The LoHud Yankees Blog

A New York Yankees blog by Chad Jennings and the staff of The Journal News

Aroldis Chapman suspended 30 games; will not appeal

Aroldis Chapman

One day before the Yankees spring training opener, Major League Baseball has announced a 30-game suspension for new Yankees closer Aroldis Chapman, who was found to have violated the league’s domestic violence policy.

Chapman has agreed not to appeal.

His suspension will be effective on Opening Day, leaving him free to participate in all Spring Training games and activities.

“Much of the information regarding the incident has been made public through documents released by law enforcement,” commissioner Rob Manfred said in a released statement. “Mr. Chapman submitted to an in-person interview with counsel present. After reviewing the staff report, I found Mr. Chapman’s acknowledged conduct on that day to be inappropriate under the negotiated Policy, particularly his use of a firearm and the impact of that behavior on his partner.

“I am gratified that Mr. Chapman has taken responsibility for his conduct, that he has agreed not to appeal the 30-game suspension, and that he has agreed to comply with the confidential directives of the Joint Policy Board established under the parties’ Policy to ensure that a similar incident does not occur in the future.”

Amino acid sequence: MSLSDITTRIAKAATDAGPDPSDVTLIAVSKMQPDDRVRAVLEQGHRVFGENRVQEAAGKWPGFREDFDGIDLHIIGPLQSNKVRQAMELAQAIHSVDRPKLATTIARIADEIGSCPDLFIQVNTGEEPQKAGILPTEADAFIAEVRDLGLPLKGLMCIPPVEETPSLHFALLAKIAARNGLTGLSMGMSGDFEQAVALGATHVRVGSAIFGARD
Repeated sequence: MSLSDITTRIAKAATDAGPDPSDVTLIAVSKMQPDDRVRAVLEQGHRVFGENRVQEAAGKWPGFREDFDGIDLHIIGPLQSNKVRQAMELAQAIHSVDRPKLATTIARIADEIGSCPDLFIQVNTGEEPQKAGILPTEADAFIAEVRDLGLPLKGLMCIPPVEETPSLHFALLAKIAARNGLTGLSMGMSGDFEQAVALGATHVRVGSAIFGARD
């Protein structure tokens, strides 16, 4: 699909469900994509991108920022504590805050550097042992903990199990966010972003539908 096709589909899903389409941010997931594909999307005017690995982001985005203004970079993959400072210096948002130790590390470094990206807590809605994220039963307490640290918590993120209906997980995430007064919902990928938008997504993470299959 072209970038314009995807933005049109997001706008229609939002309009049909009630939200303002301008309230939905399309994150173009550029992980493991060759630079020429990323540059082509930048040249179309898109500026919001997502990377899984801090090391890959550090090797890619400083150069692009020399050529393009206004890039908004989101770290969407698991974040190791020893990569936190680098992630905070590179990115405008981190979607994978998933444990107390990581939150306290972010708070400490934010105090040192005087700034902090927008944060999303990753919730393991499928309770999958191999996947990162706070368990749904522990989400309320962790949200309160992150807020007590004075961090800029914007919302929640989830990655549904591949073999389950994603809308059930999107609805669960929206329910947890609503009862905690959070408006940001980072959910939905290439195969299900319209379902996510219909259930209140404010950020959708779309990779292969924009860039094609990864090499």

The Major League Baseball Players Association released the following statement:

“The Major League Baseball Players Association and its members do not condone the mistreatment of others by playing or non-playing personnel. At the same time, the MLBPA remains committed to protecting and ensuring the rights granted to Players under the applicable provisions of the sport’s new Joint Policy on Domestic Violence. As such, the MLBPA supports Mr. Chapman’s decision to forgo his right to an appeal.”

The league’s investigation focused on the night of October 30, when police arrived at Chapman’s home in response to a call about a domestic incident. Initial accusations included Chapman choking and shoving his girlfriend before firing a handgun in his garage, but no charges were filed or arrests made due to “conflicting stories and a lack of cooperation from all parties involved.” Chapman’s girlfriend later softened her accusations about what exactly happened that night, and the case was closed by law enforcement.

When spring training started, Chapman said he planned to appeal any suspension stemming from the incident.

“I never hurt anybody ever in my life,” he said. “… That’s not my character or the person I am.”

The Yankees repeatedly have expressed support for Chapman, while also supporting Manfred’s right to punish under the new domestic violence policy. Manager Joe Girardi has said players should be held to higher standards, and general manager Brian Cashman has expressed faith in the league’s investigators.

“It’s obviously in the hands of the Commissioner and we’ll do what’s best for our sport,” Cashman said. “We’ve got a lot of trust there. Wait and support whatever his decision will be.”

Associated Press photo

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